In an interview after another Phillies’ press lunch, which began with a rousing five-minute video of highlights from Bowa’s playing days, Bowa said his relationship with 4Life is not a straight-up endorsement deal — he is not paid to appear in ads or at seminars. He says he makes some money from commissions on other people’s sales, as the MLM system allows, but not much; certainly not enough to support his family. He does not actively sell the products or recruit new distributors, either, and he has not and will not advise a player to try it — but would be happy to discuss his experiences with it if asked.
"I basically just use it because [of] health reasons," he explains.
Bowa says he started using Transfer Factor products about a year and half to two years ago, at O’Connor’s urging. "I said I’d use it but I [didn’t] want him using my name until I actually used the product for a period of time," he explains. "And I wouldn’t back this if I didn’t get the product delivered to me once a month.… I literally got it sent to my house once a month. It would be hard for me to ask somebody to try this if I didn’t, I’d feel like a hypocrite."
So he tried it, and he liked it.
"I’ll tell you where I really saw [the effects], more than anything," he says. "I mean, I’ve read the data on building up the immune system, but the only thing I can judge that on is my colds — I haven’t had nearly as many." He also has been able to run every day — for the previous six years, he couldn’t run more frequently than every other day. "… [T]he more I took it, I started running more and more, and man, I haven’t had any problems. Again, knock on wood. It’s on the level.… It might be mental, I don’t know. But I know I couldn’t work out every day [before taking Transfer Factor], but now I have no problem doing that."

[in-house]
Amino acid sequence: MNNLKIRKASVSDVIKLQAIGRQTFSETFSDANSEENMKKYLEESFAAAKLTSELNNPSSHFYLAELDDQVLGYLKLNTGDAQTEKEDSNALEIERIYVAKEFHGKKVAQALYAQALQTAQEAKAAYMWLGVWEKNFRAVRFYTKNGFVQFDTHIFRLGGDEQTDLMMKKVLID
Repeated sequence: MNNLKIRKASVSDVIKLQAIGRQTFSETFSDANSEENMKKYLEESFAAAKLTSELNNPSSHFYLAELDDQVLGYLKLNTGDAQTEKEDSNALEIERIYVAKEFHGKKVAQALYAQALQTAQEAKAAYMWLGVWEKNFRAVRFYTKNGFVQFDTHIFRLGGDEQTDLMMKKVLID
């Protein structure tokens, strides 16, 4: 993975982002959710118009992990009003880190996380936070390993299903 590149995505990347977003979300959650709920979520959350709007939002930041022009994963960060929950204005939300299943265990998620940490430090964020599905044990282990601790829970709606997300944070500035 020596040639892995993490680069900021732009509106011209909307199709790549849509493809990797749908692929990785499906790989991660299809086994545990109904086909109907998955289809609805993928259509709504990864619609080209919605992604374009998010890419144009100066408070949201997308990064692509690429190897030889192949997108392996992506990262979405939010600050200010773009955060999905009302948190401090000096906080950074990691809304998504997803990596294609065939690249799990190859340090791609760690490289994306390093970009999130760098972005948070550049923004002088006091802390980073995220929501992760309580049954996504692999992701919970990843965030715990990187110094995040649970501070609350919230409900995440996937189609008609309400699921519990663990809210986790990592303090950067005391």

But is he, or has he ever been, skeptical of any of the testimonials suggesting successful treatment of serious illnesses like cancer or AIDS?
"Yeah," he admits, without hesitation. "I see that, and as much as I like the product, I still am, you know, that’s saying a lot. But I guess it’s been documented. I mean, [O’Connor’s] boy… had a severe asthma [problem] or something. He had to use one of those inhalers all the time. And [O’Connor] swears the kid never touched the inhaler after he’s been taking Transfer Factor." (O’Connor told this story at the Valley Forge seminar.)
Bowa jokes that his involvement with 4Life must not be helping sales or recruitment, because if it were, "my checks would be getting a lot bigger!" But then he admits that it probably has.
" I think people listen when an athlete gets up and talks about how his health [is better], how he can work out — I think they listen to that," he says. "But I don’t pound on doors and say, You got to try this, it works for me.’ I don’t want that responsibility. I don’t want to have that hanging over me if someone gets misled. But I do know that if I didn’t take it, if I didn’t think it worked for me, I wouldn’t go to seminars … If people want to use it as a career thing, for money, that’s fine. But I’m not doing it for a career thing. But again, like I said, maybe in five years I might have to. Right now, that’s not the reason I’m in it."